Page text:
The final day’s ride began with sunshine and a stop at the Marmora Mine. Deep blue water now fills this open pit, which was once over 200 metres deep. The work it took to create the site is staggering.
En route to Coe Hill, we found a good vantage point to take some pictures. Glenn climbed up onto a rock-cut above the road so he could shoot me riding by. When we had finished, Glenn climbed down and handed me the Drift video camera I had asked him to capture some footage with. I wiped the sweat off my brow and out of my eyes as he told me about the poison ivy he had been walking around in up on the cliff and how he had been immune to it when he was younger. I looked at the camera he had just handed me, then back at him, then back at the camera. My ride to Coe Hill was spent wondering how long it would be before my impending breakout, and how far I could ride with my eyes swollen shut. Sas and Derek, purveyors of the Hideaway Primitive Grill, were kind enough to let us in even after we informed them of our encounter with the poison ivy.
Derek, much like everyone we had met on our trip, takes great pride in his product. We sampled the Chocolate Chili Bacon Gelato that he created. I wish I had some to share with all of you, but I don’t. It’s mine. Go get your own. The trip up Lower Faraday Rd. toward Bancroft marked the last part of our route before we turned back west to head for home. Thankfully, this is another gem of a ride for anyone who likes to wear the edges of their tires. On one particular downhill with a tight right-hand turn, the apex had been unexpectedly converted to dirt. Neither Glenn nor I had any issue, and as I think back on it now, it occurs to me that these adventure bikes handled all of the road conditions with ease.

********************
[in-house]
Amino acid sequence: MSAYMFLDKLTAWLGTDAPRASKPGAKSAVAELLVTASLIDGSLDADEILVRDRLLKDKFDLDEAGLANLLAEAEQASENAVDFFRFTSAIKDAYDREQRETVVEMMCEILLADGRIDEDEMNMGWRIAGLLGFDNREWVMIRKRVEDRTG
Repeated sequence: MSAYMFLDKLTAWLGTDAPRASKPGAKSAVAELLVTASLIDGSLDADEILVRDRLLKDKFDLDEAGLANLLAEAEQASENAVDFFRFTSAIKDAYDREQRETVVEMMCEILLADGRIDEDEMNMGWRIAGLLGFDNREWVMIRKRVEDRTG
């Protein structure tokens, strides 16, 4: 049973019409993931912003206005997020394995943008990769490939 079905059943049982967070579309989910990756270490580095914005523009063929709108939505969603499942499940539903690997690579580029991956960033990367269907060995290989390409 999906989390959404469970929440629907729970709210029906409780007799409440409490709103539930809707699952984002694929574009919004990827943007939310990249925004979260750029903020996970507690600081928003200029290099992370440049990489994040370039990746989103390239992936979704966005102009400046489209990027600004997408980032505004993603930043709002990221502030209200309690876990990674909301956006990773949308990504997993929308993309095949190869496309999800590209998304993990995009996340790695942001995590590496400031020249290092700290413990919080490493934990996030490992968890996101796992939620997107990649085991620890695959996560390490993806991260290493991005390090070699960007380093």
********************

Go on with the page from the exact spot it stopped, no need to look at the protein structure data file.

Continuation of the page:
It was early afternoon when we emerged on Hwy 28 south of Bancroft, and I figured I’d been spared, since the poison ivy hadn’t rendered me blind by then. From that point on, the roads were very familiar to me. I was in the home stretch, so I began trying to organize my thoughts about the last few days of our Ride the Highlands trip. I had plenty to think about: amazing roads, great people and places, the story I had yet to write, my deadline, even impressions about the bikes and gear. Our trip had been a barrage of new information and experiences that I still had to process.
But I couldn’t think about any of that; the road ahead was empty and the sun was shining. My mind wandered off into the place that it only finds when I’m on two wheels. It had been too long since I’d been there, and I was thrilled to find it in the Ontario Highlands – so close to home. For more information on this excellent riding area, go to ridethehighlands.ca or ontarioshighlands.ca.